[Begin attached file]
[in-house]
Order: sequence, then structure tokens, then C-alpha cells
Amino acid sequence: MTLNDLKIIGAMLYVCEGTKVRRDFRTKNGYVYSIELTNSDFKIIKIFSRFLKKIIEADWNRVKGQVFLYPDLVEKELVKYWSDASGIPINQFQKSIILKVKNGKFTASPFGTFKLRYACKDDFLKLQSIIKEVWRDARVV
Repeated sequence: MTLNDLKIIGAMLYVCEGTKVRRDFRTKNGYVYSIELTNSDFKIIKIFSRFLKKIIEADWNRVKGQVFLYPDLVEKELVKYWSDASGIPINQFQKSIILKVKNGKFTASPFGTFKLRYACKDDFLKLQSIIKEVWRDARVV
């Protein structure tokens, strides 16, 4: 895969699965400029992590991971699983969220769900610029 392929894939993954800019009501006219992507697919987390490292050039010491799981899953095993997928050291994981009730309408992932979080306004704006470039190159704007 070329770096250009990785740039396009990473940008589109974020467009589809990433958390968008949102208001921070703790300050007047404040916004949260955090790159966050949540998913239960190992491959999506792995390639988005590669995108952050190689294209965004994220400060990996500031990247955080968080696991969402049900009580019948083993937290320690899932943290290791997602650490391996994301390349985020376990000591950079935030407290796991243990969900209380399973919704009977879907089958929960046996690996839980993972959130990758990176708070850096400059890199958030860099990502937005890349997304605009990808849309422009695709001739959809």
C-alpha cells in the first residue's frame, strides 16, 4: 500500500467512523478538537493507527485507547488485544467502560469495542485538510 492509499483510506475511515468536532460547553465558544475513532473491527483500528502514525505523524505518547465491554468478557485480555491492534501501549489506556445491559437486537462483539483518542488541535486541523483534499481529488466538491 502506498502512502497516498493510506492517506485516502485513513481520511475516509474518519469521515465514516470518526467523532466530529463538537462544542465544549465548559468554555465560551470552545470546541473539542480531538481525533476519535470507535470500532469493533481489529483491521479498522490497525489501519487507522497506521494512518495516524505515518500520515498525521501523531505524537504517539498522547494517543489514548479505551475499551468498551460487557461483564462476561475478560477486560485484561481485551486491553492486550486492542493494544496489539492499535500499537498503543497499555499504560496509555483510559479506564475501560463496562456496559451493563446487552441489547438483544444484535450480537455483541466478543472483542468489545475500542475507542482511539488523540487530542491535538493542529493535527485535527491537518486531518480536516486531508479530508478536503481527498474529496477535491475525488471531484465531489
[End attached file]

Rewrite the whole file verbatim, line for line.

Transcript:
[in-house]
Order: sequence, then structure tokens, then C-alpha cells
Amino acid sequence: MTLNDLKIIGAMLYVCEGTKVRRDFRTKNGYVYSIELTNSDFKIIKIFSRFLKKIIEADWNRVKGQVFLYPDLVEKELVKYWSDASGIPINQFQKSIILKVKNGKFTASPFGTFKLRYACKDDFLKLQSIIKEVWRDARVV
Repeated sequence: MTLNDLKIIGAMLYVCEGTKVRRDFRTKNGYVYSIELTNSDFKIIKIFSRFLKKIIEADWNRVKGQVFLYPDLVEKELVKYWSDASGIPINQFQKSIILKVKNGKFTASPFGTFKLRYACKDDFLKLQSIIKEVWRDARVV
């Protein structure tokens, strides 16, 4: 895969699965400029992590991971699983969220769900610029 392929894939993954800019009501006219992507697919987390490292050039010491799981899953095993997928050291994981009730309408992932979080306004704006470039190159704007 070329770096250009990785740039396009990473940008589109974020467009589809990433958390968008949102208001921070703790300050007047404040916004949260955090790159966050949540998913239960190992491959999506792995390639988005590669995108952050190689294209965004994220400060990996500031990247955080968080696991969402049900009580019948083993937290320690899932943290290791997602650490391996994301390349985020376990000591950079935030407290796991243990969900209380399973919704009977879907089958929960046996690996839980993972959130990758990176708070850096400059890199958030860099990502937005890349997304605009990808849309422009695709001739959809």
C-alpha cells in the first residue's frame, strides 16, 4: 500500500467512523478538537493507527485507547488485544467502560469495542485538510 492509499483510506475511515468536532460547553465558544475513532473491527483500528502514525505523524505518547465491554468478557485480555491492534501501549489506556445491559437486537462483539483518542488541535486541523483534499481529488466538491 502506498502512502497516498493510506492517506485516502485513513481520511475516509474518519469521515465514516470518526467523532466530529463538537462544542465544549465548559468554555465560551470552545470546541473539542480531538481525533476519535470507535470500532469493533481489529483491521479498522490497525489501519487507522497506521494512518495516524505515518500520515498525521501523531505524537504517539498522547494517543489514548479505551475499551468498551460487557461483564462476561475478560477486560485484561481485551486491553492486550486492542493494544496489539492499535500499537498503543497499555499504560496509555483510559479506564475501560463496562456496559451493563446487552441489547438483544444484535450480537455483541466478543472483542468489545475500542475507542482511539488523540487530542491535538493542529493535527485535527491537518486531518480536516486531508479530508478536503481527498474529496477535491475525488471531484465531489